Portraying women as they really are: The Marvelous Mrs. Maisel
This is the first in a series of posts on this blog highlighting how women's stories are told in popular culture.
There's a gaping hole in pop culture that is hungry to be filled with women's stories.
I remember the first time I saw Girls. I thought, "Wait, we're allowed to tell really specific female stories on TV?!" Of course we are, but until that moment, I hadn't realized how missing these stories were. Now I see it as a glaring, gaping hole. (Incidentally, Girls didn't really speak to me beyond season 1 or so, but I am still so grateful for how it opened up female storytelling on TV.)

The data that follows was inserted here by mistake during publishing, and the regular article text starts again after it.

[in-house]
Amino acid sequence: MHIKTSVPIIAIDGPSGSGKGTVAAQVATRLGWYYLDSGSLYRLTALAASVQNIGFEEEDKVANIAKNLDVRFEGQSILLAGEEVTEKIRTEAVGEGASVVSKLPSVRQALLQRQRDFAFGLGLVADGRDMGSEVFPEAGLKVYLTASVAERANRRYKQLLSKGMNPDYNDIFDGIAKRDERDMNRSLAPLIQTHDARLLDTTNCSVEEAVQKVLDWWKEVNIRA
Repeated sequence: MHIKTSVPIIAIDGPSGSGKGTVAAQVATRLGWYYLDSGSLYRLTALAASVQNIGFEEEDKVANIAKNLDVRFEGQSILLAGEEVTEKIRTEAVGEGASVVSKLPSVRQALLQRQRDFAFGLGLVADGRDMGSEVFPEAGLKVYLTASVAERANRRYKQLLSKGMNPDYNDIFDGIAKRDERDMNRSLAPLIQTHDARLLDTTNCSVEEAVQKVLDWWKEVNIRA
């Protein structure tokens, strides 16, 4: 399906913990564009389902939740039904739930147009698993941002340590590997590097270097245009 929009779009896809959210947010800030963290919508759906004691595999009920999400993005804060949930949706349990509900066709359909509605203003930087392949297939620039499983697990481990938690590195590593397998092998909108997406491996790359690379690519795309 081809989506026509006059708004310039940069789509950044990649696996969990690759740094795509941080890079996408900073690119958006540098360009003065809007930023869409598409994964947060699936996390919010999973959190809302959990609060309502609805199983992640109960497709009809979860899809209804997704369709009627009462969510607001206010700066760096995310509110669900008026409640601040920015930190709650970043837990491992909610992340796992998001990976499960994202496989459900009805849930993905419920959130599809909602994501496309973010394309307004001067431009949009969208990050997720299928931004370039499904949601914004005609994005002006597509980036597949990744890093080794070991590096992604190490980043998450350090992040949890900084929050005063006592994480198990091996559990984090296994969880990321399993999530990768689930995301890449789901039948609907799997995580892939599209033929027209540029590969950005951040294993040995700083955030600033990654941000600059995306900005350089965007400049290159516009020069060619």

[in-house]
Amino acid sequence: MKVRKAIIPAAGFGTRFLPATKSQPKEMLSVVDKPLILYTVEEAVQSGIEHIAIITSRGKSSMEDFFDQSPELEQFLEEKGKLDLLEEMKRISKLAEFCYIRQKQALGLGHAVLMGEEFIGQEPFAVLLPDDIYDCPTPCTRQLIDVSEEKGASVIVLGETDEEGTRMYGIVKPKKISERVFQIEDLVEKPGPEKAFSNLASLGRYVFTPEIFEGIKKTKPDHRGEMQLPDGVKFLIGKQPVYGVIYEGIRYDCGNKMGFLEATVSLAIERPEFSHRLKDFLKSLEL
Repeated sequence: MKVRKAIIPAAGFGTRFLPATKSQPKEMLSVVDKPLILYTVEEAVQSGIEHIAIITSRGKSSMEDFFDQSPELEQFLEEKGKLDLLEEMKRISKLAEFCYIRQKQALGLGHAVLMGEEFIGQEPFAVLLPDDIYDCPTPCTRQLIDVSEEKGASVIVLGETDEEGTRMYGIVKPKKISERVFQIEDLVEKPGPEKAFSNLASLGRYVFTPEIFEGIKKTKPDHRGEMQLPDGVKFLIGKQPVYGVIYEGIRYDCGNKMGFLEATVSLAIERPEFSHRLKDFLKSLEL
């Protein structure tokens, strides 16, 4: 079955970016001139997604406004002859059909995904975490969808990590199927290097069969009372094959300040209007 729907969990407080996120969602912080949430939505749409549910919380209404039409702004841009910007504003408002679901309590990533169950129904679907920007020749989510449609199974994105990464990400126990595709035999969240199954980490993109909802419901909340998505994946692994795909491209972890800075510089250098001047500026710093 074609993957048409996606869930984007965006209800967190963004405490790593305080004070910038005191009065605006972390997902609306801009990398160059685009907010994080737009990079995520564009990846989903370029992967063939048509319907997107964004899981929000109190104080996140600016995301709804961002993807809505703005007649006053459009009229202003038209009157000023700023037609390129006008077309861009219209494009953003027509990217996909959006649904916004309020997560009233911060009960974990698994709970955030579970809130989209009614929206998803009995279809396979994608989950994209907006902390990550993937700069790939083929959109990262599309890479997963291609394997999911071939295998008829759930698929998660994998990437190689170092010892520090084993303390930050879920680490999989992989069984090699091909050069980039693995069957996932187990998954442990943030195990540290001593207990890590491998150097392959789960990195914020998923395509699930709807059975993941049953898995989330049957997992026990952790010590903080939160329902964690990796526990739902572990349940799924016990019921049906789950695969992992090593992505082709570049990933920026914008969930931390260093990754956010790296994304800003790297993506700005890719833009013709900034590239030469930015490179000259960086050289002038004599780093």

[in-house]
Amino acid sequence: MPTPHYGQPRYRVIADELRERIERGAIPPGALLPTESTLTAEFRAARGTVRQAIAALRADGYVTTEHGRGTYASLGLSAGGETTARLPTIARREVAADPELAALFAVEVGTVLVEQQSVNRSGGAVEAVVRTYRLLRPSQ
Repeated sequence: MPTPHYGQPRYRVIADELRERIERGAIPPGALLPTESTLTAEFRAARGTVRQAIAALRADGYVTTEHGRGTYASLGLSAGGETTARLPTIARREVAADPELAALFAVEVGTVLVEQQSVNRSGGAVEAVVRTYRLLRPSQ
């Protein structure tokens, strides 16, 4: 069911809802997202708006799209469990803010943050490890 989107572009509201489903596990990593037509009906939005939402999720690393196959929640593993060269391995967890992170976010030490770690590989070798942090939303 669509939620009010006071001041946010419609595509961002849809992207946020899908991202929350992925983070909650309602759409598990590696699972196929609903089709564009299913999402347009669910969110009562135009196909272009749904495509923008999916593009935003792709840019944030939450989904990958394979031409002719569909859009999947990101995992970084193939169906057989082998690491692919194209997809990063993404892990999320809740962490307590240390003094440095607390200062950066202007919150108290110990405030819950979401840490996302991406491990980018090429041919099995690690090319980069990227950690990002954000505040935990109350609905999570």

So I am so appreciative and excited when a show like The Marvelous Mrs. Maisel comes along. In a nutshell, it's about a 50s housewife whose perfect NYC life unravels — and how she finds her voice through stand-up comedy.
Seeing a smart, funny, upbeat female lead is so validating and energizing.
It feels like, "Oh, I'm allowed to see people like me and my friends on TV, not just these warped version of women filtered through male-dominated studios."
My friend Meghan O'Keefe wrote a really lovely review of the show. This excerpt especially jumped out at me:
Amy Sherman-Palladino, the show's creator, who also created Gilmore Girls, is known for telling different kinds of stories about women on TV. As O'Keefe notes, Gilmore Girls was innovative for telling stories about the personal lives of women. This shouldn't be innovative. We're half the human race.
I'm two episodes into The Marvelous Mrs. Maisel and loving it.